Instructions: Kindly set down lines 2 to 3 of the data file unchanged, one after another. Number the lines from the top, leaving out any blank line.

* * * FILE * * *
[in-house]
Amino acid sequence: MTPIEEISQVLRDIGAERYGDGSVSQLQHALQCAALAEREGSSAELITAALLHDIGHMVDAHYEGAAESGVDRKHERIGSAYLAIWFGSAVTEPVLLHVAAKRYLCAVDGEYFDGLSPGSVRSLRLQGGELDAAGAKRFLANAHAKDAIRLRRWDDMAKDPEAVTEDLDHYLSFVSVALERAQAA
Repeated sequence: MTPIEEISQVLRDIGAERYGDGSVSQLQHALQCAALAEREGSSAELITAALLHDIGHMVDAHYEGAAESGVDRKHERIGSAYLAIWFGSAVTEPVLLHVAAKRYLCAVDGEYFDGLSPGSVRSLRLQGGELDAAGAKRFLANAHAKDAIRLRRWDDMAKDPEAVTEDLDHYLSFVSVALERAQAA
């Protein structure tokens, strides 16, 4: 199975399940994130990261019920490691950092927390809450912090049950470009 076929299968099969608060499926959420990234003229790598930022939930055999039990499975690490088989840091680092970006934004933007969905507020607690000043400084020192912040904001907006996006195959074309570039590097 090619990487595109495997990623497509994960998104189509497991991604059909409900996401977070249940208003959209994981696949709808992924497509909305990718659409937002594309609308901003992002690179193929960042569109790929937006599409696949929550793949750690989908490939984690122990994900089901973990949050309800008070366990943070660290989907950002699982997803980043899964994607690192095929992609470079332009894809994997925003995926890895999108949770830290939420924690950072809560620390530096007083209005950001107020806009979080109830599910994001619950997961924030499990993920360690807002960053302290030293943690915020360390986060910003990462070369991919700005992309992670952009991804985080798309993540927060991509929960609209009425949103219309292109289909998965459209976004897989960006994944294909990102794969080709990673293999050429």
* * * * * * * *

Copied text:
Amino acid sequence: MTPIEEISQVLRDIGAERYGDGSVSQLQHALQCAALAEREGSSAELITAALLHDIGHMVDAHYEGAAESGVDRKHERIGSAYLAIWFGSAVTEPVLLHVAAKRYLCAVDGEYFDGLSPGSVRSLRLQGGELDAAGAKRFLANAHAKDAIRLRRWDDMAKDPEAVTEDLDHYLSFVSVALERAQAA
Repeated sequence: MTPIEEISQVLRDIGAERYGDGSVSQLQHALQCAALAEREGSSAELITAALLHDIGHMVDAHYEGAAESGVDRKHERIGSAYLAIWFGSAVTEPVLLHVAAKRYLCAVDGEYFDGLSPGSVRSLRLQGGELDAAGAKRFLANAHAKDAIRLRRWDDMAKDPEAVTEDLDHYLSFVSVALERAQAA